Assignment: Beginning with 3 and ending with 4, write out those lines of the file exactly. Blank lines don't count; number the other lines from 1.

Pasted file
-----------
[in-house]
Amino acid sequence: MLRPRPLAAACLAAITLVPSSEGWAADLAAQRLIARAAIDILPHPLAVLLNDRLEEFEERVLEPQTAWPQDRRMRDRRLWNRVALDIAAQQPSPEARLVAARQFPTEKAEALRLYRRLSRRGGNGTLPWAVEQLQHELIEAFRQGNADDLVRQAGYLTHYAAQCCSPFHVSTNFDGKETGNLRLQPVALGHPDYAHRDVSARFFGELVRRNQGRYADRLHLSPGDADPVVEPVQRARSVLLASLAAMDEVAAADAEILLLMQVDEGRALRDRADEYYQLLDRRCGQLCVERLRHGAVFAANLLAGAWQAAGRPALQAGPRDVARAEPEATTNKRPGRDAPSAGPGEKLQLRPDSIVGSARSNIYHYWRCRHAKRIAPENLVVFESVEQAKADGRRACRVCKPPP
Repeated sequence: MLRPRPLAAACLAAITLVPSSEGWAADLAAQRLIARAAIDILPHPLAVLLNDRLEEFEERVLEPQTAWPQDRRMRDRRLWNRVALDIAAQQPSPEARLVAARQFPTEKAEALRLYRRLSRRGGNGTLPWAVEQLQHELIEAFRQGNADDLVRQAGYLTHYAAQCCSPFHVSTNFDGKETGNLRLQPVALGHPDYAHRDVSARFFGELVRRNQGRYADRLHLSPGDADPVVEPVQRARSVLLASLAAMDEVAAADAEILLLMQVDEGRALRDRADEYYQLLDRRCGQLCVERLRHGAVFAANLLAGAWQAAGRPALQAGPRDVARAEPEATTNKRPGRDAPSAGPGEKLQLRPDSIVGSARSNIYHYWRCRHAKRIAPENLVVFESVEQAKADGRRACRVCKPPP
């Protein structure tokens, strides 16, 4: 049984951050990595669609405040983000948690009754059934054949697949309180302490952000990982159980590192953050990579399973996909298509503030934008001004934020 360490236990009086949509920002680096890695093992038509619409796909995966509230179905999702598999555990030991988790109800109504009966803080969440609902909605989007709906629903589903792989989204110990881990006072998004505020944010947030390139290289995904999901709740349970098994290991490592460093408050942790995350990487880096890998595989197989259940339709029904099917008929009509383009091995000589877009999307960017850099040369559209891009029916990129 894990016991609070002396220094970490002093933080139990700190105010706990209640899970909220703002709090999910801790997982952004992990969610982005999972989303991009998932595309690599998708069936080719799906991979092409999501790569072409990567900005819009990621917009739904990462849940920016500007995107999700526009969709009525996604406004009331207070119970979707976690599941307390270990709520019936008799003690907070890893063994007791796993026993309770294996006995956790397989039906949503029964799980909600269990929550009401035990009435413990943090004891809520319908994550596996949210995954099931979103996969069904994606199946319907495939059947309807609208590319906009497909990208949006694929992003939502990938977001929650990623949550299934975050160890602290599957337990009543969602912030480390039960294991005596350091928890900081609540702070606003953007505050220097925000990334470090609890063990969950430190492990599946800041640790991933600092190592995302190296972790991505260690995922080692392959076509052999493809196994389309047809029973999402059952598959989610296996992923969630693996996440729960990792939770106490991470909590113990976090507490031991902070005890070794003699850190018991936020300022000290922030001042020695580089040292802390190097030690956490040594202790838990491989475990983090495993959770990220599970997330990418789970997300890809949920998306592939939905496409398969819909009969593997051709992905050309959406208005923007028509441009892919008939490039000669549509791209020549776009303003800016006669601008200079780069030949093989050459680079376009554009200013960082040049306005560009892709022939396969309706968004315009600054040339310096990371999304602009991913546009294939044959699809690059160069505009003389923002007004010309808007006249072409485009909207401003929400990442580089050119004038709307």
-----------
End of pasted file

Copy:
Repeated sequence: MLRPRPLAAACLAAITLVPSSEGWAADLAAQRLIARAAIDILPHPLAVLLNDRLEEFEERVLEPQTAWPQDRRMRDRRLWNRVALDIAAQQPSPEARLVAARQFPTEKAEALRLYRRLSRRGGNGTLPWAVEQLQHELIEAFRQGNADDLVRQAGYLTHYAAQCCSPFHVSTNFDGKETGNLRLQPVALGHPDYAHRDVSARFFGELVRRNQGRYADRLHLSPGDADPVVEPVQRARSVLLASLAAMDEVAAADAEILLLMQVDEGRALRDRADEYYQLLDRRCGQLCVERLRHGAVFAANLLAGAWQAAGRPALQAGPRDVARAEPEATTNKRPGRDAPSAGPGEKLQLRPDSIVGSARSNIYHYWRCRHAKRIAPENLVVFESVEQAKADGRRACRVCKPPP
């Protein structure tokens, strides 16, 4: 049984951050990595669609405040983000948690009754059934054949697949309180302490952000990982159980590192953050990579399973996909298509503030934008001004934020 360490236990009086949509920002680096890695093992038509619409796909995966509230179905999702598999555990030991988790109800109504009966803080969440609902909605989007709906629903589903792989989204110990881990006072998004505020944010947030390139290289995904999901709740349970098994290991490592460093408050942790995350990487880096890998595989197989259940339709029904099917008929009509383009091995000589877009999307960017850099040369559209891009029916990129 894990016991609070002396220094970490002093933080139990700190105010706990209640899970909220703002709090999910801790997982952004992990969610982005999972989303991009998932595309690599998708069936080719799906991979092409999501790569072409990567900005819009990621917009739904990462849940920016500007995107999700526009969709009525996604406004009331207070119970979707976690599941307390270990709520019936008799003690907070890893063994007791796993026993309770294996006995956790397989039906949503029964799980909600269990929550009401035990009435413990943090004891809520319908994550596996949210995954099931979103996969069904994606199946319907495939059947309807609208590319906009497909990208949006694929992003939502990938977001929650990623949550299934975050160890602290599957337990009543969602912030480390039960294991005596350091928890900081609540702070606003953007505050220097925000990334470090609890063990969950430190492990599946800041640790991933600092190592995302190296972790991505260690995922080692392959076509052999493809196994389309047809029973999402059952598959989610296996992923969630693996996440729960990792939770106490991470909590113990976090507490031991902070005890070794003699850190018991936020300022000290922030001042020695580089040292802390190097030690956490040594202790838990491989475990983090495993959770990220599970997330990418789970997300890809949920998306592939939905496409398969819909009969593997051709992905050309959406208005923007028509441009892919008939490039000669549509791209020549776009303003800016006669601008200079780069030949093989050459680079376009554009200013960082040049306005560009892709022939396969309706968004315009600054040339310096990371999304602009991913546009294939044959699809690059160069505009003389923002007004010309808007006249072409485009909207401003929400990442580089050119004038709307």